New York — For some boxing fans, the big fight Saturday night turned out to be between them and their cable companies.
Strong pay-per-view demand for the Floyd Mayweather-Manny Pacquiao fight in Las Vegas caused problems for cable and satellite systems, especially when people tried to order at the last second, which delayed the start of the fight. It’s another sting to the reputation of an industry that’s already beset with criticism over poor service and competition from streaming video providers.
Still other boxing fans circumvented cable companies entirely, watching the fight live video-streaming apps such as Meerkat and Twitter’s Periscope, which let users broadcast video directly to the Internet from their smartphones.
Some who used this workaround had tried to buy the fight and failed. Others just didn’t want to pay to watch, bragging on Twitter how they saved the $100 fee. Some went as far as calling it the future and knock-out victory for social media, although there are no concrete numbers at this time of how many people watched via Meerkat or Periscope.
The bout was expected to be the most popular in pay-per-view history, with an estimated 3 million households buying the fight at nearly $100 each.
The next round may be between fight promoters and the streaming services. CBS, parent company of Showtime, which helped present the fight, declined to comment about viewers watching via the apps.
But last week, CBS and Time Warner’s HBO took two websites to federal court — BoxingHD.net and SportShip.org — successfully blocking them from airing the fight. HBO has also previously criticized Periscope for allowing people to live-stream the premiere of “Game of Thrones” last month, a move it called “mass copyright infringement.”
Scores of angry tweets directed at various providers complained of problems with both ordering and watching. Some users said when they tried to order, the fight wasn’t available. Others complained of picture problems or an inability to tune to the pay-per-view channel.
The night ended in disappointment for DJ Price, of Greenville, South Carolina. He went to a friend’s house to watch the fight. There was beer, chicken wings, chips and guacamole. There just wasn’t a fight.
Just before 9 p.m., as the pre-fight show was to start, the TV screen turned blue, Price said, with everybody staring at the “please wait” message. Price’s friend spent 45 minutes on the phone with the cable company.
“We sat there just in anticipation,” Price said. By 11:45 p.m., the fight was underway and the cable was still not fixed. So “we just shut the party down and went separate ways.”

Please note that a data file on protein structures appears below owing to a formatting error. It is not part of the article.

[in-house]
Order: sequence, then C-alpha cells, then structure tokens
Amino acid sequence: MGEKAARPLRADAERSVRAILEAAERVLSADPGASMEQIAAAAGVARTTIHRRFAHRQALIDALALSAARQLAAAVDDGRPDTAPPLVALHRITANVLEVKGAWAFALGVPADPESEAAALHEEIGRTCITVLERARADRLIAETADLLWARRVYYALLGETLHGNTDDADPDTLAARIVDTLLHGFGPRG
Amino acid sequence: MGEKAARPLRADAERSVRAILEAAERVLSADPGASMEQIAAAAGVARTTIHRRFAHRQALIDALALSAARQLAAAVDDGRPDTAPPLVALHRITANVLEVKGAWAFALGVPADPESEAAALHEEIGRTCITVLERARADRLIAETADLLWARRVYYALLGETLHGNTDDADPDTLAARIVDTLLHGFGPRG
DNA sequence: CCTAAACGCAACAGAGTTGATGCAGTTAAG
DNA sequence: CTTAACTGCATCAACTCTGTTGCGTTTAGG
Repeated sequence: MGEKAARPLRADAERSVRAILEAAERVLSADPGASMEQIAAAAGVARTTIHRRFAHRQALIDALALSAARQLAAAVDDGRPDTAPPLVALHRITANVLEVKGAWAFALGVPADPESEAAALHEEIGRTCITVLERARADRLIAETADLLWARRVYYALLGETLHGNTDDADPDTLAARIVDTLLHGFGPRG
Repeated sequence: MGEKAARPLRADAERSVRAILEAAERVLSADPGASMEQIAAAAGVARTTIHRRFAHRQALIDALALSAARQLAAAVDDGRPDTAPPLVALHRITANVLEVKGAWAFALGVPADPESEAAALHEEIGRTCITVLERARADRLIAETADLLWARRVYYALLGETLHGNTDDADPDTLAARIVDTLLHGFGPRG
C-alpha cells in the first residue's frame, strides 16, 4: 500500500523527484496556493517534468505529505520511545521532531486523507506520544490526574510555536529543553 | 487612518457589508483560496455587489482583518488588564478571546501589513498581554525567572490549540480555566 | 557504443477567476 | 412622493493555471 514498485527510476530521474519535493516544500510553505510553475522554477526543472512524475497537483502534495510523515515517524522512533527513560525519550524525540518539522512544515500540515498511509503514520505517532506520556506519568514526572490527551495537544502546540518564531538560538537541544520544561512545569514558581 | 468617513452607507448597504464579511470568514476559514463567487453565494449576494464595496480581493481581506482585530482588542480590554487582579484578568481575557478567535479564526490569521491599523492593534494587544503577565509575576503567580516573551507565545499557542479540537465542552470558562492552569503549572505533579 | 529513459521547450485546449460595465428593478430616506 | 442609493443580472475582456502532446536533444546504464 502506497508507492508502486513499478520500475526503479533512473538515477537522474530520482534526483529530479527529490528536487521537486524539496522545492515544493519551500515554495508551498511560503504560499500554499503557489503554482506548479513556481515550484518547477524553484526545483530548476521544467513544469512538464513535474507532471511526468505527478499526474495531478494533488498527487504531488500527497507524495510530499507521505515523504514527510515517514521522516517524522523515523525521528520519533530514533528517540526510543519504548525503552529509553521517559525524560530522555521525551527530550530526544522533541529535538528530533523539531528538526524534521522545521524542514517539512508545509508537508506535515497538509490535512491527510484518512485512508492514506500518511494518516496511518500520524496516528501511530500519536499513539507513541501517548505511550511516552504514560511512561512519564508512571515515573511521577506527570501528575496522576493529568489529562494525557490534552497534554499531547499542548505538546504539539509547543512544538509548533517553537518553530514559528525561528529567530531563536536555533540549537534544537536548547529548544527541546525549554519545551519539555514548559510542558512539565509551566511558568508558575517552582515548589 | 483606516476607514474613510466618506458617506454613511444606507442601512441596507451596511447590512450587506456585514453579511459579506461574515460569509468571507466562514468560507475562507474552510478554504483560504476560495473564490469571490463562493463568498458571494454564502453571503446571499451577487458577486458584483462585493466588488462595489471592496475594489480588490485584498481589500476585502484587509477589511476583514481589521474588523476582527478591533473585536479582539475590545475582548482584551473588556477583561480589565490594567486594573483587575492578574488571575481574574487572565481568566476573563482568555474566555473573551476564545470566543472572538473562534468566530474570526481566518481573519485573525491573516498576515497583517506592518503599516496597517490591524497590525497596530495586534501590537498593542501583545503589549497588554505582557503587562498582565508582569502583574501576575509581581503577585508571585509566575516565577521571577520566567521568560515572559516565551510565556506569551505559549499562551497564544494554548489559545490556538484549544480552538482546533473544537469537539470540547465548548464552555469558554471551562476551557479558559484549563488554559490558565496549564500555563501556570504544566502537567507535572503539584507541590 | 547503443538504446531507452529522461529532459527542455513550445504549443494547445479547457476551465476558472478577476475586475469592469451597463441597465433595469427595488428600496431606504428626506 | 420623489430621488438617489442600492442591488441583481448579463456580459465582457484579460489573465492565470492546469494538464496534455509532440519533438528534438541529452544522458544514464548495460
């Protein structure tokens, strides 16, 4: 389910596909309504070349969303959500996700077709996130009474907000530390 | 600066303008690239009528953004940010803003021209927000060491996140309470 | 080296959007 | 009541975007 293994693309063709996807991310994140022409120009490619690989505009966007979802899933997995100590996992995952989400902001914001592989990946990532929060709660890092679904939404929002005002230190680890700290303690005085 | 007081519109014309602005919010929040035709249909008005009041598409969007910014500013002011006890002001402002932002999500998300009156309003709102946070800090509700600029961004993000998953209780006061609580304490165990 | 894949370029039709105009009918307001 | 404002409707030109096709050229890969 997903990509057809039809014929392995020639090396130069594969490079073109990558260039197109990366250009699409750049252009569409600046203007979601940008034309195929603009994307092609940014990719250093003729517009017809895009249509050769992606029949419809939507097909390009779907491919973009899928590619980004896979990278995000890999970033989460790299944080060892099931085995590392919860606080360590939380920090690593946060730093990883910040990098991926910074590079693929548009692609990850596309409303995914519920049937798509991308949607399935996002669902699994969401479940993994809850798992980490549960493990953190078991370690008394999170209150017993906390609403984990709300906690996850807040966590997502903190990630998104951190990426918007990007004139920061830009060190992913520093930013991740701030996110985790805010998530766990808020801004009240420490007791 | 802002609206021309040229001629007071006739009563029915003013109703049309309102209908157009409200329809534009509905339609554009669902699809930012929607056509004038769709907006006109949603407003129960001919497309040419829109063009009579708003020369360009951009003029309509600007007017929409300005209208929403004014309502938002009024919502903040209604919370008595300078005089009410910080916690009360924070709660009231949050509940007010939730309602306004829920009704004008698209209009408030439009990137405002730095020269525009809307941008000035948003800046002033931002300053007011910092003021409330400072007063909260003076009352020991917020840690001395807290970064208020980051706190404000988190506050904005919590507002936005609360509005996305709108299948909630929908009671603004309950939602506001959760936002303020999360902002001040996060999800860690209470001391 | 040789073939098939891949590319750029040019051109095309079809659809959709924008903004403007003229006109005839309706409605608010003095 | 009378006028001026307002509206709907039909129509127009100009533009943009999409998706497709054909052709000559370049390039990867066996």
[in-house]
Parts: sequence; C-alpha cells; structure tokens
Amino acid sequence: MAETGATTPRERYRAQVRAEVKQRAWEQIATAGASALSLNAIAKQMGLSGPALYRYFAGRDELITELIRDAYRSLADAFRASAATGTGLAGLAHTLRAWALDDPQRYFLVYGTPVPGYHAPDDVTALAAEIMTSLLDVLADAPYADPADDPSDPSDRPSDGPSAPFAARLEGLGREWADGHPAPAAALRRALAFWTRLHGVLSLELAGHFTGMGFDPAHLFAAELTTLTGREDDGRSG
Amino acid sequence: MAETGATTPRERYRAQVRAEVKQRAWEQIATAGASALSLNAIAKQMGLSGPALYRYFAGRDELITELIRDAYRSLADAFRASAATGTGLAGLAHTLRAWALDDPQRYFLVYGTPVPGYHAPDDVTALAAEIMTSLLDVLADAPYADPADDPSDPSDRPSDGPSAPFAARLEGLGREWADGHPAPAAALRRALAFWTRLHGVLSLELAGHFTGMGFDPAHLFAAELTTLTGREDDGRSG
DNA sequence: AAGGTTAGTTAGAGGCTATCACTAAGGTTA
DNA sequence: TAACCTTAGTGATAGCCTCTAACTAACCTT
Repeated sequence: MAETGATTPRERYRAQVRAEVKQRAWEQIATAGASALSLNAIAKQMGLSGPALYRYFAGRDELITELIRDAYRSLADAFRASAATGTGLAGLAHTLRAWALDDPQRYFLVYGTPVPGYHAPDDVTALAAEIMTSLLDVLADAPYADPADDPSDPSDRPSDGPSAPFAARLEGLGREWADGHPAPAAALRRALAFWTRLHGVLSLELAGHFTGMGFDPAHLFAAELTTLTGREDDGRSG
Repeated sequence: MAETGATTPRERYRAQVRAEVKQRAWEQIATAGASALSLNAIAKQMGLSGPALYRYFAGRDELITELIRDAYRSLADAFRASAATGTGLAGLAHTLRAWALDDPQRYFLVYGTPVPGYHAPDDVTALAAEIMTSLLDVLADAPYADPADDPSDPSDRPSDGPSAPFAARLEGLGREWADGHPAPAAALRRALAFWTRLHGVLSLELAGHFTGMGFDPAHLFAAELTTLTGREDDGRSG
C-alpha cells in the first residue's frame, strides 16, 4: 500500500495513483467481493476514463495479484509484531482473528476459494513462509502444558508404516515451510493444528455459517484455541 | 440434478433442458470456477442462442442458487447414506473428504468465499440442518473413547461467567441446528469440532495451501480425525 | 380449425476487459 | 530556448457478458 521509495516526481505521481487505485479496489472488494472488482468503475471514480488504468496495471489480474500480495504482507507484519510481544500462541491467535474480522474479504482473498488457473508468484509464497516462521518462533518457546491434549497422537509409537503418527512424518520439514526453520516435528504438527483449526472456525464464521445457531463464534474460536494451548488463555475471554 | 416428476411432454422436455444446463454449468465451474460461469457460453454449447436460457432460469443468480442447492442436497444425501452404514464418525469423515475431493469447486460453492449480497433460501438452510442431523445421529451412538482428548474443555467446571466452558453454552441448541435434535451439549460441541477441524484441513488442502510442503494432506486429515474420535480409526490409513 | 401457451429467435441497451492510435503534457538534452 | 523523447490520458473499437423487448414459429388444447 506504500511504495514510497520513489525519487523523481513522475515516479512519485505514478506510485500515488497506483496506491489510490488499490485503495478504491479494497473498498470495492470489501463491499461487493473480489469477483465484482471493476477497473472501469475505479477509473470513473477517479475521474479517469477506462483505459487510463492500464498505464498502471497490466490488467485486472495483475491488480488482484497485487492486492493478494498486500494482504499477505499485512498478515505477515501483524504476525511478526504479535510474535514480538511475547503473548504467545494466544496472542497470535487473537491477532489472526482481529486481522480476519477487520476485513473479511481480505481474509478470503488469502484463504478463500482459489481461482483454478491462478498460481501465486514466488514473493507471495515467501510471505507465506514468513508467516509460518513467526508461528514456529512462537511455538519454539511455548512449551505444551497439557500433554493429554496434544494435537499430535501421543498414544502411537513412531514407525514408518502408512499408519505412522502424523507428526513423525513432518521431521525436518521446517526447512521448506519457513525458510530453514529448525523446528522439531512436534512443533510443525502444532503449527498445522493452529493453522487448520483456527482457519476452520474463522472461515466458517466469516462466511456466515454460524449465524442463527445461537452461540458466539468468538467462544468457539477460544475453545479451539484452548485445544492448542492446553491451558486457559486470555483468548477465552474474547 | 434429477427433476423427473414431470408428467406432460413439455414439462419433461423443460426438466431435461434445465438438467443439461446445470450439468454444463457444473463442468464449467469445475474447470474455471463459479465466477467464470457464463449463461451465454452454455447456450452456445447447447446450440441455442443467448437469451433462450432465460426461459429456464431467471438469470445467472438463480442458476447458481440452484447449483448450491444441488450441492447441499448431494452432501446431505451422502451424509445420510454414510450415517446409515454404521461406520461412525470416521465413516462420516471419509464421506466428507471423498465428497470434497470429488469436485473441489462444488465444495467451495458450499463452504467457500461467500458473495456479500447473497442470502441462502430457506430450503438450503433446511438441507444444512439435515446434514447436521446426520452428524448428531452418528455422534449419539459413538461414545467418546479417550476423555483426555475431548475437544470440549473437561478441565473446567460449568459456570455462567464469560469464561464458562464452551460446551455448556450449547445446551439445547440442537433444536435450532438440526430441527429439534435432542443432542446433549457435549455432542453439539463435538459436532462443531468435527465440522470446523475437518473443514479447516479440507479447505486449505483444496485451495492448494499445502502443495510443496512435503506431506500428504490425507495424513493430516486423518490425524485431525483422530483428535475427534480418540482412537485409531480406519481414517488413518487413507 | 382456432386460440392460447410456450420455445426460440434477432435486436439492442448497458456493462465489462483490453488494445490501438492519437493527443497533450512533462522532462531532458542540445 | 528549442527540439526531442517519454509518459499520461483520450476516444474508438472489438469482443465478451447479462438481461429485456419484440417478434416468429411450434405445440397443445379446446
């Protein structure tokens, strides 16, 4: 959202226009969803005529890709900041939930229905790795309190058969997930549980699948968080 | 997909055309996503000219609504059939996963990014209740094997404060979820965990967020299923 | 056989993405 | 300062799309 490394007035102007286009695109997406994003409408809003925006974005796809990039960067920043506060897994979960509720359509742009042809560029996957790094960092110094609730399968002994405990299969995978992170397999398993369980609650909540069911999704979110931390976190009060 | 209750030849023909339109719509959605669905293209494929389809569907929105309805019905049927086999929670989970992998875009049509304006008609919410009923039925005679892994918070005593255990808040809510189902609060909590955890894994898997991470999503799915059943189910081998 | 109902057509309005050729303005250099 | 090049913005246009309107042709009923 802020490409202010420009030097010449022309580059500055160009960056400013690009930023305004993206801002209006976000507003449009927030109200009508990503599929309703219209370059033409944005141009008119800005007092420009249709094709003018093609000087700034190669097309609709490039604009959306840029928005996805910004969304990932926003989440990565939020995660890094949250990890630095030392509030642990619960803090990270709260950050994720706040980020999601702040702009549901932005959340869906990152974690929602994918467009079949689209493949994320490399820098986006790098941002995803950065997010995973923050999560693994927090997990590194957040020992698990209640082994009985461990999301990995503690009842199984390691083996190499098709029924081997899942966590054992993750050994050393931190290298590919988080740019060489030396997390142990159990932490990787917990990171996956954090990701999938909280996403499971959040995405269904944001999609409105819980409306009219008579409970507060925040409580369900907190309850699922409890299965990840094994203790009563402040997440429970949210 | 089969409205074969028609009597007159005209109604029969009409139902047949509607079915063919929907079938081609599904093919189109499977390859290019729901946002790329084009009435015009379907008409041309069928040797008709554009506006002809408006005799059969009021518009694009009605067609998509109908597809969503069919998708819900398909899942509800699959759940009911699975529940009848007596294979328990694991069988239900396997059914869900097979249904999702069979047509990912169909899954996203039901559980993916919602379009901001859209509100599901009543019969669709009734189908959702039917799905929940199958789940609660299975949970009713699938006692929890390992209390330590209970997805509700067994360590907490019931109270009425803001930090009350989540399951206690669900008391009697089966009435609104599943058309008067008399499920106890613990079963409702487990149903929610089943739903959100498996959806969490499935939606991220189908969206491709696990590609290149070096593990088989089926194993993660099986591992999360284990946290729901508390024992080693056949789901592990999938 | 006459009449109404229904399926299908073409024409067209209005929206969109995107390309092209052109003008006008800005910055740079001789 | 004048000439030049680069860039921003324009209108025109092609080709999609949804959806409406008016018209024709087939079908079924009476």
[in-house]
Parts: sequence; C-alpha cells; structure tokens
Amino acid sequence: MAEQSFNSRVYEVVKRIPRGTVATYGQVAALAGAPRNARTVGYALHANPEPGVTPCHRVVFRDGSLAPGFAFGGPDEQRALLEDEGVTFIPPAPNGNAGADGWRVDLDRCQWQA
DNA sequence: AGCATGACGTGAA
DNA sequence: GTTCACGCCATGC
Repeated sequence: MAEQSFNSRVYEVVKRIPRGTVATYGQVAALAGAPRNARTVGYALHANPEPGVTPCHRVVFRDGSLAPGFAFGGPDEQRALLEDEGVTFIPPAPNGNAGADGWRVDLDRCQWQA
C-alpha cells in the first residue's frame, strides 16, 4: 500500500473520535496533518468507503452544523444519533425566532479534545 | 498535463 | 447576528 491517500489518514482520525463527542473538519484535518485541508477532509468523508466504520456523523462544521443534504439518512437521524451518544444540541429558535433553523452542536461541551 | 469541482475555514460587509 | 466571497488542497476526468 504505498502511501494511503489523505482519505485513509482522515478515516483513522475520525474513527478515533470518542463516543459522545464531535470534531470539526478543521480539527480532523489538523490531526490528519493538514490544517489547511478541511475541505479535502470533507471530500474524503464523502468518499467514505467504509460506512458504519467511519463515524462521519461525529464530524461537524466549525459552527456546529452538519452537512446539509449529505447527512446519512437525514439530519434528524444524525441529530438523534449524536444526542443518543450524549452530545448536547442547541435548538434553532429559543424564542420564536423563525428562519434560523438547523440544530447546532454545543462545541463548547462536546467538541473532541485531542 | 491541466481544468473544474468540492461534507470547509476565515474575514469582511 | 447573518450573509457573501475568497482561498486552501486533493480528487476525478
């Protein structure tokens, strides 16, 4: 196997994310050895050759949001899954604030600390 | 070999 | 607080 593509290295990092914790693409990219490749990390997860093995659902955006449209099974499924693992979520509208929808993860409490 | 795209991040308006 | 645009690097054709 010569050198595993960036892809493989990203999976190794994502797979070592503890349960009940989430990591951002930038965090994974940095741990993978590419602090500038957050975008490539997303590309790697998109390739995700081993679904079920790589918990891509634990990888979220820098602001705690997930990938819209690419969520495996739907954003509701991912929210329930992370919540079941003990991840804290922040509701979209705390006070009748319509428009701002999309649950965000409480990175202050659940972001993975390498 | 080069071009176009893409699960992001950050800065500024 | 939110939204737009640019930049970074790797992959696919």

Jared Kraus of Pevely, Missouri was watching basketball — Game 7 of the playoffs between the L.A. Clippers and San Antonio Spurs — when the screen froze and went blank. Later on in the night, he had a few friends coming over to watch the boxing match.
“Cable’s out. Missing a ridiculous game 7 and can’t order the fight. Sad faces all around,” Kraus tweeted.
“This has happened before, of course, but it usually returns to form within the hour,” Kraus later told The Associated Press via email. “Not this time. I waited and waited and finally realized it wasn’t coming back any time soon.”
The fight watching was moved to his uncle’s house and the cable did eventually come back but “by then I had missed one of the greatest playoff games of all-time and the fight was almost to its end.”
Charter Communications, which provides cable to Price’s friend and to Kraus, did not respond to a request for comment.
Todd C. Smith, a spokesman for rival Cox Communications, said problems at his company were limited to people who were ordering the fight at the last minute.
“Customers who ordered the fight but were unable to see it should contact us for a full refund. For cases where customers experienced other technical issues during the fight, those will be evaluated on a case by case basis,” Smith said.
Customer service Twitter accounts for Dish Network and Cox asked users whether they ordered standard definition or high definition feeds of the fight, indicating there may have been issues with the standard definition feed. A similar account for DirecTV referred users toward a troubleshooting website.
Ellen Cooper, a spokeswoman for InDemand, which distributes the signal from the event to the cable companies, said there were no issues with her company’s connection.
“It was flawless. There were no problems with that signal,” Cooper said.
Time Warner Cable spokesman Rich Ruggiero said his company had two network issues in New York City; one in southern Manhattan and one in Brooklyn. He said both were fixed before the fight started. Any other Time Warner issues nationally “were highly localized,” affecting a small part of individual neighborhoods.
“We’re seeing and gracefully managing a lot of demand — which is a good thing,” Dish Network spokesman Bob Toevs said.
DirecTV spokesman Robert Mercer said heavy volume of pay-per-view orders caused some problems.
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